5 Ways Being Vegan Saves The Planet
Want to do something for Earth Day? Ditch the meat and find out how your diet affects the environment.
Hey vegans: Go ahead and give yourself a pat on the back for improving the world. Seriously, you’re saving lives with every forkful of food you eat. In addition to sparing animals from slaughter and cutting back on your chances of contracting a life-threatening illness (such as cancer, diabetes, or heart disease), your plant-based diet is shielding the whole planet from unnatural disaster. In honor of Earth Month, here are five reasons your veg choices are more sustainable than you may realize.
It Protects Our Soil
You can get almost all vital nutrients you need from eating plant-based foods (save vitamins D and B12)—and that’s because minerals, enzymes, antioxidants, phytonutrients, and amino acids are in our soil. Researchers have found that raising animals for consumption contributes to erosion and nutritional depletion of soil, plus desertification and deforestation. As a result, the US alone has lost about a third of its topsoil from factors that include livestock agriculture.
Earth-friendly tip: Chose mainly organic, non-GMO food to help keep our soil (and your body) healthy and nutrient-rich.
It Conserves Water
More than 70 percent of the earth’s fresh water is used in agriculture of plants and animals: it takes 100 to 200 times more water to produce a pound of beef than it does to grow a pound of plant foods. Plus, the United Nations has reported that the livestock sector is most likely the largest source of water pollution. So, skipping the meat may have more of a positive planetary impact than turning off the water while brushing your teeth or taking a shorter shower! Consuming seafood is also an issue, as we face problems with overfishing, habitat damage, and species endangerment.
Earth-friendly tip: Skip the pre-rinse when using a dishwasher and only run it when full—this can save up to 7,300 gallons of water a year.
It Saves Energy
It’s no secret that we have an energy crisis on our hands—oil prices are skyrocketing and the world is scrambling to find a more peaceful method to power our homes and cars. Meanwhile, citizens are urged to conserve energy, and one of the best ways of doing so is by skipping out on meat and dairy. Case and point: a Cornell study found that producing animal-based protein requires eight times more fossil-fuel energy than creating plant-based protein.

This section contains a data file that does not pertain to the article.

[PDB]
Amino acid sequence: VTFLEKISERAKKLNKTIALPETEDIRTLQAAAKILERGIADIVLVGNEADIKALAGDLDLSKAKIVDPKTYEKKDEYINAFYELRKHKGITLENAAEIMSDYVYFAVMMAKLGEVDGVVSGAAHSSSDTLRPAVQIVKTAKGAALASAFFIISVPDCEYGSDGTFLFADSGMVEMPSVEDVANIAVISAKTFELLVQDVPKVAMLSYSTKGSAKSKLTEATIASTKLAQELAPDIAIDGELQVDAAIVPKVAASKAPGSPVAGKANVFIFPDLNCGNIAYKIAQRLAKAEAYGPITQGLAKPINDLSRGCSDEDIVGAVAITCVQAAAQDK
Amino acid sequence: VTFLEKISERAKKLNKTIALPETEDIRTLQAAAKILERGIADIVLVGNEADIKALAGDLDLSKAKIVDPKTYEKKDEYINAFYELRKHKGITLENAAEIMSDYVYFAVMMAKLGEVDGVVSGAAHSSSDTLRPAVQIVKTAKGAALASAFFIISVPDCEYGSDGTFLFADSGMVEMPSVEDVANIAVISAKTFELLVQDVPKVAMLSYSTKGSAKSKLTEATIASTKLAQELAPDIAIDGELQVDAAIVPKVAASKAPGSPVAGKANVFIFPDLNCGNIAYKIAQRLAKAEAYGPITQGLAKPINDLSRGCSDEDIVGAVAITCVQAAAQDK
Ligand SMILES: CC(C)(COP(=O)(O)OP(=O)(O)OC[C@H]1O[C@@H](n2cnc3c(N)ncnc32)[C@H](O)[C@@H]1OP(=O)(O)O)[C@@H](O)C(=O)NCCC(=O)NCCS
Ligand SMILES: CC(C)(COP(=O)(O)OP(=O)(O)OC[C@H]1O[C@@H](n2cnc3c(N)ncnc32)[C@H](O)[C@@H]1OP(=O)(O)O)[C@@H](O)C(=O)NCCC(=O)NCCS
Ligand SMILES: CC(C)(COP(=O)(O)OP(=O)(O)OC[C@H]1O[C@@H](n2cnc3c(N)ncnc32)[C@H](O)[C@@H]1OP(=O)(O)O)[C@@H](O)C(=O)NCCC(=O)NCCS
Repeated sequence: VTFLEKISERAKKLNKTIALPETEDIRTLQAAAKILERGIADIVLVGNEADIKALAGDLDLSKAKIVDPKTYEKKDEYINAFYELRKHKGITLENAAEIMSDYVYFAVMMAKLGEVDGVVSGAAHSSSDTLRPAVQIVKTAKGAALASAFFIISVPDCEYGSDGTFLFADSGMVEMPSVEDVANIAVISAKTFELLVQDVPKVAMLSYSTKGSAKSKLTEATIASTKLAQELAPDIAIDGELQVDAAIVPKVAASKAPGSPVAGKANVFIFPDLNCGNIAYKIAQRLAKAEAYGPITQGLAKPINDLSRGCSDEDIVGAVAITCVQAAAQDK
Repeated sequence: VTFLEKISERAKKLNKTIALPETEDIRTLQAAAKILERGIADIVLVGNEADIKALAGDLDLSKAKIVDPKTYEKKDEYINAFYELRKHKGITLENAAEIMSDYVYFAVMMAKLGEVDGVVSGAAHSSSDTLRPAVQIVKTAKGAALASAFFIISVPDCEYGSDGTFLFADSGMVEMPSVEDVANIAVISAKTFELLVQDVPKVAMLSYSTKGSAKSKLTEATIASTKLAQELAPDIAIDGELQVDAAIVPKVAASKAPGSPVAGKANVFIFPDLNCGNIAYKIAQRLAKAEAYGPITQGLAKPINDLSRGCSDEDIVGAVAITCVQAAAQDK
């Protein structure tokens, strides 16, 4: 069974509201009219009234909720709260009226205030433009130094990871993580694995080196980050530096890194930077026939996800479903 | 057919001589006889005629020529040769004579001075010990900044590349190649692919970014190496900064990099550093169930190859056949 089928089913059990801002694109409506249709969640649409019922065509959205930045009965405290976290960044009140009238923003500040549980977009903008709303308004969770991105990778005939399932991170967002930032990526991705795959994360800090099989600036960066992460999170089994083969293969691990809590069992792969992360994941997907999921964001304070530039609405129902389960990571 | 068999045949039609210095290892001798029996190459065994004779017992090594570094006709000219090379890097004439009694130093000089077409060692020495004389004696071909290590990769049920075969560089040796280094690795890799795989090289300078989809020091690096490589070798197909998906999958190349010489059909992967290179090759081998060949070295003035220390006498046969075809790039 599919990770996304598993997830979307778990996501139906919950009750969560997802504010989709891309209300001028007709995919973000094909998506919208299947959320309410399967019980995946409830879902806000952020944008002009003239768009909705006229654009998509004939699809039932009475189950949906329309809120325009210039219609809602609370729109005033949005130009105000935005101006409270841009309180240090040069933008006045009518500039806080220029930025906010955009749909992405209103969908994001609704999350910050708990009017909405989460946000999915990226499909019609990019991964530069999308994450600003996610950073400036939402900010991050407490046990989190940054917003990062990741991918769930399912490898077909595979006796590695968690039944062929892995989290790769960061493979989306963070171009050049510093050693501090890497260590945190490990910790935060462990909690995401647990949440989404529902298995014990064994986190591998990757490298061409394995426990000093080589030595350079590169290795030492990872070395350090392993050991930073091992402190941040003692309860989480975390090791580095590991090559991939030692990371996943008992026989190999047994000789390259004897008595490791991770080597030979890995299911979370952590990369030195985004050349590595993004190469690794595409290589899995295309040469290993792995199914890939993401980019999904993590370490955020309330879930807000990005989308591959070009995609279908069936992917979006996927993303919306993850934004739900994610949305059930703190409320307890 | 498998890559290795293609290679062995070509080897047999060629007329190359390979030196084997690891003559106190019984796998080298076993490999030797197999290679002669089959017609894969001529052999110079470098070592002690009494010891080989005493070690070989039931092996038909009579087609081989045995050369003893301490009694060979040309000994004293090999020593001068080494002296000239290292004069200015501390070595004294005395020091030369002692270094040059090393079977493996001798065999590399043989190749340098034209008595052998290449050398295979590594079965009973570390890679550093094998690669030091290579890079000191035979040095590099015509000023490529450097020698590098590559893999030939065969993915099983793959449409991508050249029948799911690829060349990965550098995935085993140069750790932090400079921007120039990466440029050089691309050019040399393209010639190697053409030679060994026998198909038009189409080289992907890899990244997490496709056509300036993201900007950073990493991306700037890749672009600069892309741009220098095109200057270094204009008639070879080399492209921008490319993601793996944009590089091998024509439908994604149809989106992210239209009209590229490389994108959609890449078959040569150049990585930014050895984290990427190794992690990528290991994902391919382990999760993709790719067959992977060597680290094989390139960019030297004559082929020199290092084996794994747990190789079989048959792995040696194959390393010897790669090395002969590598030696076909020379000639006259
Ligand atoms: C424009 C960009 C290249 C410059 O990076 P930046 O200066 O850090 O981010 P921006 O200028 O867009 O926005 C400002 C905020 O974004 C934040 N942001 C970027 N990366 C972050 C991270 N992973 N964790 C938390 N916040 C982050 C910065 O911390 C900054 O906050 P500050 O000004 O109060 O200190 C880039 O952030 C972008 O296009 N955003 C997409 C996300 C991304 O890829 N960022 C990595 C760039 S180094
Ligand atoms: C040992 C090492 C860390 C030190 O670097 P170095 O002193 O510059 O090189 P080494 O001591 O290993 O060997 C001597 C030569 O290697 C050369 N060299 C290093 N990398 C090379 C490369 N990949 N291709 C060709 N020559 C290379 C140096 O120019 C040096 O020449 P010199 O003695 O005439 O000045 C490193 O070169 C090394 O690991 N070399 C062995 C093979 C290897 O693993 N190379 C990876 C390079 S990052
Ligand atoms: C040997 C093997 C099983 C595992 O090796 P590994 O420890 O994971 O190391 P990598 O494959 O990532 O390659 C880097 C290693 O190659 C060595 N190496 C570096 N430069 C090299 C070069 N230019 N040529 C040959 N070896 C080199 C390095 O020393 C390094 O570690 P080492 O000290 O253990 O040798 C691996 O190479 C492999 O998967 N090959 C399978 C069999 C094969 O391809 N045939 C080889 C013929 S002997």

Earth-friendly tip: Next time you buy a kitchen appliance, get one that is Energy Star-approved, and only use electronic appliances when necessary (in other words, unplug that coffee maker after your joe is finished brewing!).
It Clears The Air
You can smell a factory farm from a mile away—literally, those places stink! And it’s not just an unpleasant smell—this form of air pollution is a major problem. You’ve probably heard that cows release a lot of methane in their farts and nitrous oxide in their manure, and these emissions are largely connected to climate change. That’s why a report by the UN concluded that animal agriculture is a larger contributor to greenhouse gas than all forms of transportation. And speaking of the previously mentioned issue of deforestation, when rainforests are cleared to create livestock pastures, carbon is released into the air.
Earth-friendly tip: Buy local, plant-based food to cut back on the distance it has to travel from farm to plate, thus reducing the amount of emissions created in the process.
It Combats World Hunger
Hundreds of millions of people around the world are currently suffering from hunger and malnutrition, and yet 70 percent of the grain grown in the United States is fed to livestock. Even animals in poor countries are fed cereal, as well as legumes and vegetables, in order to produce meat and dairy. All in all, more than 700 million tons of human-grade food goes into animal agriculture each year, which could instead be used to eradicate hunger.
Earth-friendly tip: Only order or make as much food as you can eat in one sitting to prevent waste. If you happen to have leftovers, store them in a reusable glass or stainless-steel container and compost any inedible scraps.
Whitney Lauritsen runs the website ecovegangal.com, which features videos and articles to help people make healthy eating choices and develop more sustainable lifestyles.
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